Table of Contents  
ORIGINAL ARTICLE
Year : 2016  |  Volume : 9  |  Issue : 4  |  Page : 593-597

Preoperative external nasal compression: does it decrease emergence agitation after nasal surgery?


Department of Anesthesia, Faculty of Medicine, Ain Shams University, Cairo, Egypt

Date of Submission08-Oct-2015
Date of Acceptance17-Jul-2016
Date of Web Publication12-Jan-2017
Date of Print Publicaton12-Jan-2017

Correspondence Address:
Ayman Kasem
Department of Anesthesia, Faculty of Medicine, Ain Shams University, Cairo
Egypt
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Source of Support: None, Conflict of Interest: None


DOI: 10.4103/1687-7934.198250

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  Abstract 

Background
Emergence agitation after nasal surgeries in adults is common. Acute postoperative nasal obstruction with nasal packing is an important factor in developing agitation after nasal surgeries.
Aim The aim of this study was to evaluate the effectiveness of preoperative nasal obstruction by means of external nasal compression on the incidence of emergence agitation after nasal surgeries.
Methods
Sixty patients of American Society of Anesthesiologists I or II between 20 and 45 years of age who were scheduled for nasal surgery were randomly assigned into three equal groups: the control (C) group, the T10 group, in which nasal compression was carried out for 10 min, and the T30 group, in which nasal compression was carried out for 30 min preoperatively. All patients received the same anesthetic technique. The incidence of agitation, and recovery characteristics were evaluated during emergence. Patient satisfaction was evaluated 24 h after surgery.
Results
There was a significantly lower incidence of emergence agitation and fentanyl consumption during the emergence period in the T30 group. Moreover, patient satisfaction with recovery was significantly higher in the T30 group.
Conclusion
Elective preoperative external nasal obstruction may decrease the incidence of emergence agitation and improve patient satisfaction with recovery after nasal surgery.

Keywords: agitation, emergence, nasal surgery


How to cite this article:
Kasem A, Abdelkader A. Preoperative external nasal compression: does it decrease emergence agitation after nasal surgery?. Ain-Shams J Anaesthesiol 2016;9:593-7

How to cite this URL:
Kasem A, Abdelkader A. Preoperative external nasal compression: does it decrease emergence agitation after nasal surgery?. Ain-Shams J Anaesthesiol [serial online] 2016 [cited 2017 Dec 13];9:593-7. Available from: http://www.asja.eg.net/text.asp?2016/9/4/593/198250


  Introduction Top


Agitation on emergence from general anesthesia after nasal surgeries in which intranasal packing is used is common. The occurrence of emergence agitation increases the risk for bleeding, falling from operating room (OR) table or stretcher in the recovery room, removal of catheters, and self-extubation. This may lead to further complications such as desaturation and aspiration of blood. Thus, continuous monitoring, additional medications, and physical restraint may be required [1],[2].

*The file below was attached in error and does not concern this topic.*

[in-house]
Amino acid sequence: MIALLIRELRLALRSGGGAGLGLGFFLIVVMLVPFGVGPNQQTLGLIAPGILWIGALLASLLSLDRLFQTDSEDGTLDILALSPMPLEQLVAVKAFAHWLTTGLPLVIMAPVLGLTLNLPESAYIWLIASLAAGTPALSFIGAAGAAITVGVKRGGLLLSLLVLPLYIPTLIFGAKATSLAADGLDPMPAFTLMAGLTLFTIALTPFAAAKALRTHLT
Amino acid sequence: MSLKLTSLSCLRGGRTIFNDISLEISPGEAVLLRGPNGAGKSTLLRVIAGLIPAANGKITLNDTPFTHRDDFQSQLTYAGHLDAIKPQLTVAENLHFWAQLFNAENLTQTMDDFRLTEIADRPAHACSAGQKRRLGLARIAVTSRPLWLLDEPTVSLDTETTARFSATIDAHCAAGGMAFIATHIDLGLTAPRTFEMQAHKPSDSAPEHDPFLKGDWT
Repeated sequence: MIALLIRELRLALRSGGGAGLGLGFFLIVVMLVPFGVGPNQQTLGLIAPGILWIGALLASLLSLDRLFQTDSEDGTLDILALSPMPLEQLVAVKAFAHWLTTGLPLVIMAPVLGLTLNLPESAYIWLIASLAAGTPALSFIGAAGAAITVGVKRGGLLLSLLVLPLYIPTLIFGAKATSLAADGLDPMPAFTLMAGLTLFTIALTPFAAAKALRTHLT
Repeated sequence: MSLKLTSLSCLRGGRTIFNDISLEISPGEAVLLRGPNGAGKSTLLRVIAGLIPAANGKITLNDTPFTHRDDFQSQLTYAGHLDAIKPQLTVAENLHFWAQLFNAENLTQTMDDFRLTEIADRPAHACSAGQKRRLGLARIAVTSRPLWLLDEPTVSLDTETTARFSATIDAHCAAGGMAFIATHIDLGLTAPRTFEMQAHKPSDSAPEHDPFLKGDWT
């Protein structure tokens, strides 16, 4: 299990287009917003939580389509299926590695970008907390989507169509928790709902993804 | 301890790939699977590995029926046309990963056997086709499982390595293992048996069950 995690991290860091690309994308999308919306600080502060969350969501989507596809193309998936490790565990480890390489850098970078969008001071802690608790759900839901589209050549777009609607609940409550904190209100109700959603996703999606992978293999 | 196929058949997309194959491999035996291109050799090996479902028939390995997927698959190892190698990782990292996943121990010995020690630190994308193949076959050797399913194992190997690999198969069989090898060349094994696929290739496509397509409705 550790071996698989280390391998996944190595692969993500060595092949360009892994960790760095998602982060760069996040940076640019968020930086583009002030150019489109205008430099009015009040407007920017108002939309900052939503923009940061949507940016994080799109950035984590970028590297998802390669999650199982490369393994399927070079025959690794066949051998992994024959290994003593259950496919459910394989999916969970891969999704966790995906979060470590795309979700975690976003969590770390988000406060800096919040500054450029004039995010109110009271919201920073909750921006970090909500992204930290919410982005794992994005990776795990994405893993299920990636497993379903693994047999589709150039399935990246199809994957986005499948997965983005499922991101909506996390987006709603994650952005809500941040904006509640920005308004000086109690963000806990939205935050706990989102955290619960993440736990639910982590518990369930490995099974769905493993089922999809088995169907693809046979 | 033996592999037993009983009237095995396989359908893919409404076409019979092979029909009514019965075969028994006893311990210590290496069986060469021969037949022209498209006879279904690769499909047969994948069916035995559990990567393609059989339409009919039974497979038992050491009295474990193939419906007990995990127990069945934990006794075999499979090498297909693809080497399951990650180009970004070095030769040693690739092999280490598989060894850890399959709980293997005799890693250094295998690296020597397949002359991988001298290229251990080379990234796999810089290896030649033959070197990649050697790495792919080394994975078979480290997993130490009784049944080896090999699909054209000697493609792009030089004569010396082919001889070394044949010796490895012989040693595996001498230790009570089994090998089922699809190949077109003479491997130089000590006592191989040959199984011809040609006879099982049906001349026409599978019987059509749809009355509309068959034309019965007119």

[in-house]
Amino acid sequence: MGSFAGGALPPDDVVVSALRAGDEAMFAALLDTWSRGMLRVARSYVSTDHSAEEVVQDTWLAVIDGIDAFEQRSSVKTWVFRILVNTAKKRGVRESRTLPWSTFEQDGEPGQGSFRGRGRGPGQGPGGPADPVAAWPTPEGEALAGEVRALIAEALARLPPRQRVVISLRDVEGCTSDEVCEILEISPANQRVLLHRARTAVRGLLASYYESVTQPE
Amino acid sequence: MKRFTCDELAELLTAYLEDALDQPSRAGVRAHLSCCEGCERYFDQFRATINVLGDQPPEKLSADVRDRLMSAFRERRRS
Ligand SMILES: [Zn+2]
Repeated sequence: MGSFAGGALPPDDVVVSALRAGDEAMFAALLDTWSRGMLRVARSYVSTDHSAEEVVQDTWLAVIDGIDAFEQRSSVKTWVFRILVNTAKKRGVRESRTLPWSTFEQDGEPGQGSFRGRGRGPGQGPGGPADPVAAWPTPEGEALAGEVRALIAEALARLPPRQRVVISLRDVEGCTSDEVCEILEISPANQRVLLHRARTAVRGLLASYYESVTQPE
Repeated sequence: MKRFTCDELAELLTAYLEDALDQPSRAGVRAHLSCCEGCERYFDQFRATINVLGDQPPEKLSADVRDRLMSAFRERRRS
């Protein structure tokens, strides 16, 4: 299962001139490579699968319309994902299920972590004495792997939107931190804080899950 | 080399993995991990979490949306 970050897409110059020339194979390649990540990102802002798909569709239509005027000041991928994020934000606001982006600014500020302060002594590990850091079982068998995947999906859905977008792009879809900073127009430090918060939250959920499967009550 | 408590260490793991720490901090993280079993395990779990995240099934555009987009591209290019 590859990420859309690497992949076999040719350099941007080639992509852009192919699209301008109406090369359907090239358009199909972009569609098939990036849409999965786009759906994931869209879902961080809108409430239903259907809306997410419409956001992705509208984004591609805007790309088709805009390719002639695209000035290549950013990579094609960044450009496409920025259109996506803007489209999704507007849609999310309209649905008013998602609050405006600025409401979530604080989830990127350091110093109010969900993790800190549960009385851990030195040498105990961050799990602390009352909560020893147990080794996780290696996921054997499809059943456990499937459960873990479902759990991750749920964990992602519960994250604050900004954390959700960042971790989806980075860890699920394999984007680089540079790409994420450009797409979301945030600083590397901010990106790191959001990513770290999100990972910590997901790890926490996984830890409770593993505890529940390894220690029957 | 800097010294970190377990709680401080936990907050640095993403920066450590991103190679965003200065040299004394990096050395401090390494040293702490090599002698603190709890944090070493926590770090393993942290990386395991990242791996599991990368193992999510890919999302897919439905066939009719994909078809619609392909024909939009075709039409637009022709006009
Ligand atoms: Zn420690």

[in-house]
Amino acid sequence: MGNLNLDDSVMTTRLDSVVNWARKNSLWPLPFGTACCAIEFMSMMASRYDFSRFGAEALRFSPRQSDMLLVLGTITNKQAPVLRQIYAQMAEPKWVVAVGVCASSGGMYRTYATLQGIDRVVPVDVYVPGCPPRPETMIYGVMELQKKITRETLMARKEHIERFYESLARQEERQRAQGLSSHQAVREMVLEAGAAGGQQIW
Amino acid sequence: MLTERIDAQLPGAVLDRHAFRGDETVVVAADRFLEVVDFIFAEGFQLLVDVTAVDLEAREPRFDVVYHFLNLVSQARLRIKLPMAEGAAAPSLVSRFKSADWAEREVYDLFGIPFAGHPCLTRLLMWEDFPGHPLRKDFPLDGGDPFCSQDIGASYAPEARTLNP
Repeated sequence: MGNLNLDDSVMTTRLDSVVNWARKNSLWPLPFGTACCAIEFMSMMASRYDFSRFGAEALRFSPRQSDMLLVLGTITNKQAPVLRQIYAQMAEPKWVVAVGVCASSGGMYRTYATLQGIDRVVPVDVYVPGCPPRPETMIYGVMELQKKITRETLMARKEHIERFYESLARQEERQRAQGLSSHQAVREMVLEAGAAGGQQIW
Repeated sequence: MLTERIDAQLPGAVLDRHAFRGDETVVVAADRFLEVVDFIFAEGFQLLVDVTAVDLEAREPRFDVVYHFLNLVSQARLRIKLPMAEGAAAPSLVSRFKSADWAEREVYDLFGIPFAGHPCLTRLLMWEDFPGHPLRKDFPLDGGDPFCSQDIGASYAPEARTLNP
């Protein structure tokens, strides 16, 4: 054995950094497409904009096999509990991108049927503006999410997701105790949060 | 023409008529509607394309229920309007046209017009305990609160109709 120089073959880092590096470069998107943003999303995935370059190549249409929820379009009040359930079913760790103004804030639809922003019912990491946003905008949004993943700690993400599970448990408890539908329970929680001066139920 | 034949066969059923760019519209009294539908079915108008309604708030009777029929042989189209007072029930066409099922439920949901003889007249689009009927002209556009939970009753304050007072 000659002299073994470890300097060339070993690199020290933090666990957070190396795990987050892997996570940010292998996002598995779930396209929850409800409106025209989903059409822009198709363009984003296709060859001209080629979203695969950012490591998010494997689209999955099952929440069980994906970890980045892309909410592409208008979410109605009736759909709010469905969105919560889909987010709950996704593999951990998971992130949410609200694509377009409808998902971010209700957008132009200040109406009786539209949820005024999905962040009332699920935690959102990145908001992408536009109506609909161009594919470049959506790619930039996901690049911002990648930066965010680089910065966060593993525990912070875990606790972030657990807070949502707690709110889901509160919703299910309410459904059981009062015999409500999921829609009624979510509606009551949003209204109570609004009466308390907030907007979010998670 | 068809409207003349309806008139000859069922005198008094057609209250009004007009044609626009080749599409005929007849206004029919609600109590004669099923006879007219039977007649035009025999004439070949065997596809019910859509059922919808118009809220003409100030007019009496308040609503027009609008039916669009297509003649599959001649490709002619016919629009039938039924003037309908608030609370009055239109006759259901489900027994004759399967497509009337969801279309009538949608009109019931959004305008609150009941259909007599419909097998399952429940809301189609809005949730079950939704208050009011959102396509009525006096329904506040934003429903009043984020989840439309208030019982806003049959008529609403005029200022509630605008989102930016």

Usually, awake extubation after nasal surgeries is preferred because the airway is contaminated by blood. However, awake extubation may intensify emergence agitation. Many patients complain of difficulty in breathing due to acute nasal obstruction (caused by intranasal packing), and is considered as an important factor in the occurrence of emergence agitation [3],[4],[5].

Several studies have been conducted in adults to decrease the incidence of emergence agitation after nasal surgeries using different medications [3],[5],[6],[7].

As acute nasal obstruction is a major factor in developing postoperative agitation in nasal surgeries [1],[5], we tested, in this study, the hypothesis that preoperative acute nasal obstruction (performed by means of external nasal compression) for certain period of time would decrease the incidence of postoperative agitation.

This study was conducted to evaluate the effectiveness of preoperative external nasal compression on the incidence of postoperative agitation in nasal surgeries.


  Methods Top


This study was conducted in Prince Sultan Hospital, Al-Madinah, KSA, from August 2014 to July 2015. The study protocol was approved by the Ethics Committee of the hospital. Sixty adult patients of American Society of Anesthesiologists physical status I or II between 20 and 45 years of age of both sexes, nonsmokers, with BMI less than or equal to 30, who were scheduled to undergo nasal surgery under general anesthesia, in which unilateral or bilateral nasal packing was planned to be used until 24 h after surgery, were included in the study. The objective and methods of the study were explained to them before the operation, and all patients provided written informed consent.

Patients were randomly assigned into three groups using the sealed envelope technique: the 10 min (T10) group, in which patient’s nose was closed with a plastic clip (same one being used for swimming) for 10 min before induction of anesthesia, the 30 min (T30) group, in which patient’s nose was closed for 30 min before induction of anesthesia, and the control group (the C group), in which no nasal closure was carried out before surgery. All patients were instructed to breath from mouth and were observed by a recovery room nurse who did not participate in data collection.

Patients were premedicated with intravenous midazolam 0.025 mg/kg, 15 min before induction of anesthesia. All patients received the same general anesthetic technique by an anesthetist who did not participate in data collection. General anesthesia was induced with intravenous fentanyl (2 µg/kg) and propofol (2.0–2.5 mg/kg). Tracheal intubation was facilitated with cisatracurium (0.15 mg/kg). Oropharyngeal packing was performed and positioning of the patients was carried out. Anesthesia was maintained with oxygen in N2O and sevoflurane. Pressure-controlled mode was used to keep ETCO2 in the range of 30–35 mmHg. All patients received 4 mg ondansetron and 1 g paracetamol intravenously nearly 15 min before the end of surgery. Standard monitoring was maintained throughout the procedure (ECG, noninvasive arterial pressure, oxygen saturation, capnometry, temperature, and neuro - muscular transmission [NMT]).